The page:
A class of microbes associated with fermented food products are lactic acid bacteria (LAB). There is now strong evidence for the impact of fermented foods and beverages on balancing our microbiome, general health, and even brain functionality. Fermented foods have been found to cause significant positive improvements in balancing intestinal permeability and barrier function.

Some good choices are kefir, raw milk cheeses, sauerkraut, kimchi and soybean-based products such as soy sauce, tempeh and natto.

6. Alcohol

Yup I said it, drink A SMALL amount of alcohol. Alcohol has been shown to increase some healthy bacteria in the gut, such as beer since it is fermented. Don’t get too excited, alcohol can be harmful to your microbes and health when consumed in large amounts. So, moderation is key. 

7. Avoid artificial sweeteners & sugar

Artificial sweeteners are not recommended because they have been known to disrupt the balance of bacteria in your gut. Sweeteners in drinks, such as fruit juice and sports supplements and especially sodas may be toxic to your microbiome.  Processed foods can disrupt your gut balance as well.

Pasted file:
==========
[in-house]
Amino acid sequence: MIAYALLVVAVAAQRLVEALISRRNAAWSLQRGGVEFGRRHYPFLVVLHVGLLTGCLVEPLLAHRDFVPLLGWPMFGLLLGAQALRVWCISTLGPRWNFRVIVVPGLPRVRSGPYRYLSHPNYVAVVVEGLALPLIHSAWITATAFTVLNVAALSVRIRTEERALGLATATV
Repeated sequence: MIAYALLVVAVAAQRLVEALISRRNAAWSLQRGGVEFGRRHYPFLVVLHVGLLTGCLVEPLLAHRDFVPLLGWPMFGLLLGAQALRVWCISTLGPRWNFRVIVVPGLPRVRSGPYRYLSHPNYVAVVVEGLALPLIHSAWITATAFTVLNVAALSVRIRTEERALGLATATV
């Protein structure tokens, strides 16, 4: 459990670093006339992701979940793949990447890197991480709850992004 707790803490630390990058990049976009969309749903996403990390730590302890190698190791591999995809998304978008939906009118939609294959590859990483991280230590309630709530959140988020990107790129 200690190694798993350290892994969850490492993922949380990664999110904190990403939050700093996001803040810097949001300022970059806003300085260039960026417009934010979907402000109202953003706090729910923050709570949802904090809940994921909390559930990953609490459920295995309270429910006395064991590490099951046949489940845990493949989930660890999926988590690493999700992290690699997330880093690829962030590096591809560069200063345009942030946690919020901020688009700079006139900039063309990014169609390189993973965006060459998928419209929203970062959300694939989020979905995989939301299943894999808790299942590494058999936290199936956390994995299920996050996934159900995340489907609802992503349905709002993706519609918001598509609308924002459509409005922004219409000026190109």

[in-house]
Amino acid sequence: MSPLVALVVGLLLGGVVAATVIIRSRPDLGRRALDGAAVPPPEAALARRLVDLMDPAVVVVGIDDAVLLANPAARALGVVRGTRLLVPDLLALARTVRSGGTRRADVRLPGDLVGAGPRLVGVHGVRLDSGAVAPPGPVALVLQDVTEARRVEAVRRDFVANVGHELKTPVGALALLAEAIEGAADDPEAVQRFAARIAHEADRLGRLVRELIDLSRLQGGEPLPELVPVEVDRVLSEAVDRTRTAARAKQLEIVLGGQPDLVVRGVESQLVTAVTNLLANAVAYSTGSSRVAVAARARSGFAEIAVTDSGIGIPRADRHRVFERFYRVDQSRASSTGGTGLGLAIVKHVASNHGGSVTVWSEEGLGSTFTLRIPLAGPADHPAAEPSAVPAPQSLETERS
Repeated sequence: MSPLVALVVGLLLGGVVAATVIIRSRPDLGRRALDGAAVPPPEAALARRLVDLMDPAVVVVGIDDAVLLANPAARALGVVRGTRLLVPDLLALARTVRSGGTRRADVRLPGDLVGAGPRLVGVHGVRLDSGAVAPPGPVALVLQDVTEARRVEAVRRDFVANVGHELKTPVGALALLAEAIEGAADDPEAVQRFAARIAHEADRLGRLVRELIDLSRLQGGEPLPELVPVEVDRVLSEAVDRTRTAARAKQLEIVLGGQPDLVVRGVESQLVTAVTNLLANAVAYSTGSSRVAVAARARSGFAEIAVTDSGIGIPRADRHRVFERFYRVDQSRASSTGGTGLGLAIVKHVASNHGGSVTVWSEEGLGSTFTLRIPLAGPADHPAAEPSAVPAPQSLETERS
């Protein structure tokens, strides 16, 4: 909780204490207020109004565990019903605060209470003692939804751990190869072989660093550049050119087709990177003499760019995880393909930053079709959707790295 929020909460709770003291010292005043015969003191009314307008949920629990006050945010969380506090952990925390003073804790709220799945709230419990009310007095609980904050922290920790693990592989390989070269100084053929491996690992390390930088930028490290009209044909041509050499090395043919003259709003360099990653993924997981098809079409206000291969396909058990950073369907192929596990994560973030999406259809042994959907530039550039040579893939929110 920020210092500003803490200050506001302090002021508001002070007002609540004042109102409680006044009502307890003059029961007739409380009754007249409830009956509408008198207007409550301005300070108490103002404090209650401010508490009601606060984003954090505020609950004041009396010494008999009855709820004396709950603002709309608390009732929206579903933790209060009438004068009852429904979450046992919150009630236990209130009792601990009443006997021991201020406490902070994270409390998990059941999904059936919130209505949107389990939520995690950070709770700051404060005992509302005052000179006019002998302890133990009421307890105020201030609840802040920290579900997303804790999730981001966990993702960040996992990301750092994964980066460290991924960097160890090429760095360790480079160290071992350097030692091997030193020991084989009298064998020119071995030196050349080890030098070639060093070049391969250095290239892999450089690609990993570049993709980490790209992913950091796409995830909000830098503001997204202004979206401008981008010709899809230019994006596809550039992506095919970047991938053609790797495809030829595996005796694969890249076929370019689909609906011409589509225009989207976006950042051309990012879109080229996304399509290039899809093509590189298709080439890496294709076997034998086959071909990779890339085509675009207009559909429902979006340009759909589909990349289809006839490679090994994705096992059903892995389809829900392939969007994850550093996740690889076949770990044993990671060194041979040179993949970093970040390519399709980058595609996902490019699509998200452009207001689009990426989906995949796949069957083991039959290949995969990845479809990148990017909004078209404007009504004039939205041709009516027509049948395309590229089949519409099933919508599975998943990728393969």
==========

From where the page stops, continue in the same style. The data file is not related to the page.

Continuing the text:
Be careful and read your labels because artificial sweeteners and sugars are sneaky and find their way into so many foods. Foods such as bread, yogurt, fruit juice, and lots of other foods that appear healthy can sometimes contain artificial sweeteners and sugars.

8. Be mindful of antibiotic use 

Antibiotics can be lifesaving and always follow you doctor’s orders. However, antibiotics have been overused throughout the years and we are seeing more antibiotic resistance now than ever. This may be due to biofilm overgrowth (which we can talk about another time). Antibiotics are used to kill bad bacteria which could be the cause of your acute illness, but it also destroys good bacteria as well, it doesn’t discriminate. It can take a long time to repopulate your microbiome after one round of antibiotics. The use of other medications such as antacids, Tylenol and NSAIDS also may interfere with your gut health as well.

9. Limit antibacterial soap

Hand washing is your first line of defense when it comes to not getting sick, so keep up the good work! Nevertheless, antibacterial sprays or hand soap may not be good for your gut.